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An expression atlas of variant ionotropic glutamate receptors identifies a molecular basis of carbonation sensing.

Sánchez-Alcañiz, J.A. and Silbering, A.F. and Croset, V. and Zappia, G. and Sivasubramaniam, A.K. and Abuin, L. and Sahai, S.Y. and Münch, D. and Steck, K. and Auer, T.O. and Cruchet, S. and Neagu-Maier, G.L. and Sprecher, S.G. and Ribeiro, C. and Yapici, N. and Benton, R. (2018) 'An expression atlas of variant ionotropic glutamate receptors identifies a molecular basis of carbonation sensing.', Nature communications., 9 (1). 4252 .


Through analysis of the Drosophila ionotropic receptors (IRs), a family of variant ionotropic glutamate receptors, we reveal that most IRs are expressed in peripheral neuron populations in diverse gustatory organs in larvae and adults. We characterise IR56d, which defines two anatomically-distinct neuron classes in the proboscis: one responds to carbonated solutions and fatty acids while the other represents a subset of sugar- and fatty acid-sensing cells. Mutational analysis indicates that IR56d, together with the broadly-expressed co-receptors IR25a and IR76b, is essential for physiological responses to carbonation and fatty acids, but not sugars. We further demonstrate that carbonation and fatty acids both promote IR56d-dependent attraction of flies, but through different behavioural outputs. Our work provides a toolkit for investigating taste functions of IRs, defines a subset of these receptors required for carbonation sensing, and illustrates how the gustatory system uses combinatorial expression of sensory molecules in distinct neurons to coordinate behaviour.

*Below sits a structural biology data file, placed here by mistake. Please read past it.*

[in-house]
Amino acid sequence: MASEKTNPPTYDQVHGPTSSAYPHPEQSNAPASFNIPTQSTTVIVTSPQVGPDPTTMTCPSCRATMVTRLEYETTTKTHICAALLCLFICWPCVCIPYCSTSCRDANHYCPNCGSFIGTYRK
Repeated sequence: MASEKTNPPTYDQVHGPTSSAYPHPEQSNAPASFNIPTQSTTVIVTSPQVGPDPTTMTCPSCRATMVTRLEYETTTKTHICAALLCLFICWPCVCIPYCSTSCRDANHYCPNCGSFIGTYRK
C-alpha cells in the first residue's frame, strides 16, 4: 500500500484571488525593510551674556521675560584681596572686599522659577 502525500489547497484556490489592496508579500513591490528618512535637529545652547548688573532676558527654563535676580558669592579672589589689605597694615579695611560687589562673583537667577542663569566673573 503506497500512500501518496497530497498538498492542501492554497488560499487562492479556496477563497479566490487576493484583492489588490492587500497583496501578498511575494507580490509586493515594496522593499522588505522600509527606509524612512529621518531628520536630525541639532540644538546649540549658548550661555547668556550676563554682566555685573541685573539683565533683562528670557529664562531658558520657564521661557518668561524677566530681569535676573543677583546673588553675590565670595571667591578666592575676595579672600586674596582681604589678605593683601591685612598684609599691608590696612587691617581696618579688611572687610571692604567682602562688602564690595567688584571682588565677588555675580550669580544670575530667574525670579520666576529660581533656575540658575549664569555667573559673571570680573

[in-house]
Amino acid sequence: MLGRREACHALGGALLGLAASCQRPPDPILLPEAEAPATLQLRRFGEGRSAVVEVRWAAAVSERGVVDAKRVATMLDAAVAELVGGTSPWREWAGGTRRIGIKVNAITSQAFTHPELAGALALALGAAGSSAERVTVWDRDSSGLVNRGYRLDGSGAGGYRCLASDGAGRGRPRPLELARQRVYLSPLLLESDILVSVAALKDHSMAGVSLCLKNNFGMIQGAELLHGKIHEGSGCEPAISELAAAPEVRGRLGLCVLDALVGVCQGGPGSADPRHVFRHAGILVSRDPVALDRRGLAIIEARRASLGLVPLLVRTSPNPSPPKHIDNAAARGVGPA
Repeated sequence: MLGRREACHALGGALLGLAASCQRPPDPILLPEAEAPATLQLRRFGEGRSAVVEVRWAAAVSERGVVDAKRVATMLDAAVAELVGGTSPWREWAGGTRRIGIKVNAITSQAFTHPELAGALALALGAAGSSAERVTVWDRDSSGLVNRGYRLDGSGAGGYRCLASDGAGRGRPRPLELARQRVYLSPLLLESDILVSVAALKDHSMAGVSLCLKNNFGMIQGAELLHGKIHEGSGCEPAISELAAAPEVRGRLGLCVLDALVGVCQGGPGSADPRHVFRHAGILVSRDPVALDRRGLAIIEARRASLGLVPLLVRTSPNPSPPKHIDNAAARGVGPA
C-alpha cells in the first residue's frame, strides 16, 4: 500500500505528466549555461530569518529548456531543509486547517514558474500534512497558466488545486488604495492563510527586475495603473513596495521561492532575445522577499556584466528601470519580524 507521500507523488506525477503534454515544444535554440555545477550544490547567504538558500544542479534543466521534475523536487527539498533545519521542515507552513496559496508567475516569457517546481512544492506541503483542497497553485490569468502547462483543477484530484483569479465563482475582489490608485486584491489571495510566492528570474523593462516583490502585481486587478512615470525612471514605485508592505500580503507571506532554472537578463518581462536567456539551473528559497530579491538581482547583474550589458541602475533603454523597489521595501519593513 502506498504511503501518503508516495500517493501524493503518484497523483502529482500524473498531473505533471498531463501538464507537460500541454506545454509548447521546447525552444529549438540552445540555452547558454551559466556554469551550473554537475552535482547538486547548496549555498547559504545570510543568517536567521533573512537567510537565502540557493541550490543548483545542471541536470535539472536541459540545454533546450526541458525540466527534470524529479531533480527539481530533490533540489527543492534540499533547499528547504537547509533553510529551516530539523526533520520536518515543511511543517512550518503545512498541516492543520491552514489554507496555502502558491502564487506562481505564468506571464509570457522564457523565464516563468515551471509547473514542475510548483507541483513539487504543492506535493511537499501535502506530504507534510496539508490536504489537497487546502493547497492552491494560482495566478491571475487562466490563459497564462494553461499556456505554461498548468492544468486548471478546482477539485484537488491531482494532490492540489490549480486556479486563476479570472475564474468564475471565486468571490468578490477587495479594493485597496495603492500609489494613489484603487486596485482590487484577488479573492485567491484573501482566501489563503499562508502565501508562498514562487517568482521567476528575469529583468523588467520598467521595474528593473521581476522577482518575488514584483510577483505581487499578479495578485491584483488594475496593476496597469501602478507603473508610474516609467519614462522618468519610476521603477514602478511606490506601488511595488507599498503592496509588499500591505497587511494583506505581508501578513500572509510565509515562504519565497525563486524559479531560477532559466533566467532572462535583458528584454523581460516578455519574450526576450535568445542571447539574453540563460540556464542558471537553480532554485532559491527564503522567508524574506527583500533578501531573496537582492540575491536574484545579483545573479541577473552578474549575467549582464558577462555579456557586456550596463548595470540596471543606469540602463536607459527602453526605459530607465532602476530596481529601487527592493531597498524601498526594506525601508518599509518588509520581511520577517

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Publisher statement:This article is licensed under a Creative Commons Attribution 4.0 International License, which permits use, sharing, adaptation, distribution and reproduction in any medium or format, as long as you give appropriate credit to the original author(s) and the source, provide a link to the Creative Commons license, and indicate if changes were made. The images or other third party material in this article are included in the article’s Creative Commons license, unless indicated otherwise in a credit line to the material. If material is not included in the article’s Creative Commons license and your intended use is not permitted by statutory regulation or exceeds the permitted use, you will need to obtain permission directly from the copyright holder. To view a copy of this license, visit
Date accepted:06 September 2018
Date deposited:26 August 2020
Date of first online publication:12 October 2018
Date first made open access:26 August 2020

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